Conn. AG threatens to sue NY over gas pipeline

Connecticut Attorney General Richard Blumenthal LAW ’73 on Monday threatened New York with legal if the state decides to go ahead with construction of a liquefied-natural-gas pipeline in the Long Island Sound.

With a decision from New York Gov. David Paterson on the proposed Broadwater Energy gas terminal due later this week, several Connecticut officials, including Blumenthal, gathered in Stony Creek, Conn. yesterday to reiterate their own stance: Broadwater must be defeated.

Connecticut Attorney General Richard Blumenthal may take legal action against New York over the Broadwater project.
Paul Goehrke
Connecticut Attorney General Richard Blumenthal may take legal action against New York over the Broadwater project.

Approved by the Federal Energy Regulations Commission on March 20, the proposed barge-like terminal would convert liquefied natural gas in the Long Island Sound into oil for use in both New York and Connecticut. Positioned about 10 miles south of New Haven, the terminal would officially be considered to be located in New York waters, giving New York — but not Connecticut — control over its future.

But with Paterson’s position on the project unknown — the newly inaugurated governor previously announced plans to push back his decision, although he now plans to make an announcement by his original deadline — Blumenthal said in a press release Monday that he is prepared to challenge a green light from Paterson.

“Broadwater blatantly violates New York’s own law — its Coastal Zone Management Plan — and it is a security and environmental catastrophe waiting to happen,” Blumenthal said in the press release. “It threatens both sides of the Sound, and Connecticut must protect both if necessary.”

Last year, Blumenthal successfully brought a halt to the Islander East project, which proposed to construct a natural-gas pipeline under the Long Island Sound. Islander East, which was formed by subsidiaries of Spectra Energy and Keyspan Energy, would have delivered natural gas to Connecticut and New York.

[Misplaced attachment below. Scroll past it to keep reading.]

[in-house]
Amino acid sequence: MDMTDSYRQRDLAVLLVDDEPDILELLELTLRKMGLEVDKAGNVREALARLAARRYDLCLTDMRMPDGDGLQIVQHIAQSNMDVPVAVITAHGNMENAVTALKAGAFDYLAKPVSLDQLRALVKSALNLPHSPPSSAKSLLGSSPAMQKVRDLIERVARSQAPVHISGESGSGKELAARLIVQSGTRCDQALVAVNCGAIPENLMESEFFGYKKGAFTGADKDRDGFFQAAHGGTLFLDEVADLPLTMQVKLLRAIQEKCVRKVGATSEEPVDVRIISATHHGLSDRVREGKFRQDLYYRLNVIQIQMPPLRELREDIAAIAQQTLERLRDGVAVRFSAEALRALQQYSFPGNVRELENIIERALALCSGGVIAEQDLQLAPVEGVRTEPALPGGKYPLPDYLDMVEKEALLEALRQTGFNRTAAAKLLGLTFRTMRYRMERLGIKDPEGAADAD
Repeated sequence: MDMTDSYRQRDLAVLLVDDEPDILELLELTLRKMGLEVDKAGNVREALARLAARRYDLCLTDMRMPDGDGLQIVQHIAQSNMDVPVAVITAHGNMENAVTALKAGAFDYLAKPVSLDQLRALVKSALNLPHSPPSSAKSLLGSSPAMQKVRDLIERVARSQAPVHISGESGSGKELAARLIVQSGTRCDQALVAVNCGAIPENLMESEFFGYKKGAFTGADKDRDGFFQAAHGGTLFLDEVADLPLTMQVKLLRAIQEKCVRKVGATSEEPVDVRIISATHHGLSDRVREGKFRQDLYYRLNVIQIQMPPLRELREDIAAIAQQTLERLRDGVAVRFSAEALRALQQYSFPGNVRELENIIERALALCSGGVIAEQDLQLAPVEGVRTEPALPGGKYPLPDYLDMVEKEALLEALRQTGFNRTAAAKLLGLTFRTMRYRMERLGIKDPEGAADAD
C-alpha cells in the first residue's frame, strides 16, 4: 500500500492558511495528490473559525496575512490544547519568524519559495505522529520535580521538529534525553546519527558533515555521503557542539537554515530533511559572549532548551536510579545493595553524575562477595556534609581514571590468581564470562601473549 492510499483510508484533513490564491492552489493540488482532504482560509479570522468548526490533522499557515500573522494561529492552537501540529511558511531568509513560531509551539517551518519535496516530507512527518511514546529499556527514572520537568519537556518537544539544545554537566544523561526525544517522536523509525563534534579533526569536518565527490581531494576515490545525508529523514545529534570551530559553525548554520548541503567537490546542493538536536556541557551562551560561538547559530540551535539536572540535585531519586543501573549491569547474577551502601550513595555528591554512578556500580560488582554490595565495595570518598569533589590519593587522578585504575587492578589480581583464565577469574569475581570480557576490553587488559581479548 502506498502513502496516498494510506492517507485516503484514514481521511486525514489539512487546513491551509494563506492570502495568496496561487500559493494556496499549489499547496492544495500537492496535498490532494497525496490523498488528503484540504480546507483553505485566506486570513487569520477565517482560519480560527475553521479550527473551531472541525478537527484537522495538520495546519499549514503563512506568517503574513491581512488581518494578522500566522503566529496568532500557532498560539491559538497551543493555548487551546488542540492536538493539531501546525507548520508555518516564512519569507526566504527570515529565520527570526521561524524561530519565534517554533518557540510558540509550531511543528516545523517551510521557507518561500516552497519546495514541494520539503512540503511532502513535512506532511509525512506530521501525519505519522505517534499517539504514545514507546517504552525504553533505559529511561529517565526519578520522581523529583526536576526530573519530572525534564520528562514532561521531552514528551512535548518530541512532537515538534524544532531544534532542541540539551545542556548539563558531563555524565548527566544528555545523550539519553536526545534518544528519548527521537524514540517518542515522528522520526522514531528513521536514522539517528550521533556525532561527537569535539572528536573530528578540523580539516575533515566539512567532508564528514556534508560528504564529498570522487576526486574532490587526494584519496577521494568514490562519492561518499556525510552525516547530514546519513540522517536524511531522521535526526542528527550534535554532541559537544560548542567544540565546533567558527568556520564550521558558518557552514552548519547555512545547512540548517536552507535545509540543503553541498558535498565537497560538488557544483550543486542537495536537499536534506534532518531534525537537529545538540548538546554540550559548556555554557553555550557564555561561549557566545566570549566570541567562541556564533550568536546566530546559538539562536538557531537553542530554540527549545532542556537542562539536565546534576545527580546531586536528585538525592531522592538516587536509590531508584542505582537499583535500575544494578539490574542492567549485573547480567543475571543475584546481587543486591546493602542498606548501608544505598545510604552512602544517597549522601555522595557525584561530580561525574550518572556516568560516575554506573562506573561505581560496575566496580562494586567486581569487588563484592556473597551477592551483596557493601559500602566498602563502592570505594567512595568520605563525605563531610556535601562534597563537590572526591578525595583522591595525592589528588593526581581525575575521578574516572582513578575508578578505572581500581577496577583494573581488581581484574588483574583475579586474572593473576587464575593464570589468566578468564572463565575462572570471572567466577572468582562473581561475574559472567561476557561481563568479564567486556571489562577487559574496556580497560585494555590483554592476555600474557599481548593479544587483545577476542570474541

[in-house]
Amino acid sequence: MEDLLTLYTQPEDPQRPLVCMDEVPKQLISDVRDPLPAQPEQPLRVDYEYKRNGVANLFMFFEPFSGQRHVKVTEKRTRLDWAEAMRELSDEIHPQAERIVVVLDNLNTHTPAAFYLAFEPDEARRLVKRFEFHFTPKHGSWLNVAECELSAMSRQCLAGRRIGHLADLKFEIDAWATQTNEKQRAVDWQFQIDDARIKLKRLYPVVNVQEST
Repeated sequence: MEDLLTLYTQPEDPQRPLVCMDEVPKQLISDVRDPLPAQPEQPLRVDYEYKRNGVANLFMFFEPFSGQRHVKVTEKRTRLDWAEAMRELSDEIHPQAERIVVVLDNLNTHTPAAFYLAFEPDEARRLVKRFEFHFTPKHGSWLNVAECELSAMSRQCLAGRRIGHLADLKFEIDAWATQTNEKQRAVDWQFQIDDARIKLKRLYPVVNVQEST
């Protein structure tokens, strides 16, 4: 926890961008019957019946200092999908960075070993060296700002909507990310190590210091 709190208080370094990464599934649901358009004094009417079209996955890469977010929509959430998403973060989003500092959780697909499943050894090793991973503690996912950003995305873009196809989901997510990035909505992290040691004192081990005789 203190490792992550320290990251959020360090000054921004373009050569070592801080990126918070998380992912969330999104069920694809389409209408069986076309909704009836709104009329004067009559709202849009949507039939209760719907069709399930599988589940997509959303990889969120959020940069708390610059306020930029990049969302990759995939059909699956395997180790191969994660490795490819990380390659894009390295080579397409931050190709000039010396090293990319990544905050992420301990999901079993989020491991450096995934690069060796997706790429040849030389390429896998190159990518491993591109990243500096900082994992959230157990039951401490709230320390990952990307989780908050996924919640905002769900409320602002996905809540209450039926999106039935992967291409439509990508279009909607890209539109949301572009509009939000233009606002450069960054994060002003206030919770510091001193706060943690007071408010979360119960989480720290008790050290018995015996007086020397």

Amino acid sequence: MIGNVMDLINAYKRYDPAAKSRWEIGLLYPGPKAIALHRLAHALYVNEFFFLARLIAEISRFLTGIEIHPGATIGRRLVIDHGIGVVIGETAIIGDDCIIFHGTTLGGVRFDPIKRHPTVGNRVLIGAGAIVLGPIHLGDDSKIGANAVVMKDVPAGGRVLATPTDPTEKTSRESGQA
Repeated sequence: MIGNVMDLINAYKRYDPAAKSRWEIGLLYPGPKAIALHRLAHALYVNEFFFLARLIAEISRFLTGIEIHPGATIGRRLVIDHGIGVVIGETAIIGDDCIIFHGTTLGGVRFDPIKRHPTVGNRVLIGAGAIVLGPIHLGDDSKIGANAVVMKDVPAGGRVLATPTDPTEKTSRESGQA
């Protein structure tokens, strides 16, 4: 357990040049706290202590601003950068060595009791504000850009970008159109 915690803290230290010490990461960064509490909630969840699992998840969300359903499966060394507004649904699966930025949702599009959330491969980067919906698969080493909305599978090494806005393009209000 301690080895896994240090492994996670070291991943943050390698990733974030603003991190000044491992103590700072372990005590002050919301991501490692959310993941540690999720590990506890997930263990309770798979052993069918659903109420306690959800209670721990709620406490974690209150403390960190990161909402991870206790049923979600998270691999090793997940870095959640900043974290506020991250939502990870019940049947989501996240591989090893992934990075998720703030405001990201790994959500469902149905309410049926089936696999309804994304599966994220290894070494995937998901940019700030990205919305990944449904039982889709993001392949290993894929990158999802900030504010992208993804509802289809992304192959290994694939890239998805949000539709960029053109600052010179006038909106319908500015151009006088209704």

Rep. Rosa DeLauro, who represents New Haven and also attended the press conference, said Connecticut must have a final say in whether the Broadwater project goes forward.

“There is too much at stake for the people of Connecticut to remain on the sidelines here,” DeLauro said, according to the New Haven Independent.

Adrienne Esposito, the executive director of the Long Island-based Citizen’s Campaign for the Environment, who recently met with Blumenthal, told the News yesterday that to defeat Broadwater, “[Blumenthal] only needs to be half as effective as he was with Islander East.”

“The bottom line is that New York State has to realize that Broadwater is not a quick fix,” Esposito added. “It will be tied up in court for possibly a decade based on Connecticut commitment.”

If approved, Shell Oil and the TransCanada Corporation would cooperatively manage the site.

Comments

  • Good

    Give 'em hell, Blumenthal. This is a lot bigger than the Thimble Islands. Any disaster at Broadwater could ruin plenty of beaches and waterfront property in Fairfield County, too. The AG's office should enlist the help of all the folks who work in New York.

  • R265

    Connecticut is a subsidiary of New York. This state receives New York's pollution, pipelines, electrical lines, LNG stations in the Sound and anything else "good" for New York. The Federal government gives barely a glance to Connecticut. We have Joe Lieberman and Chris Dodd, two ineffective senators from a tiny state that has no political clout whatsoever. The pipelines, electrical transmission lines and Broadwater are foregone conclusions.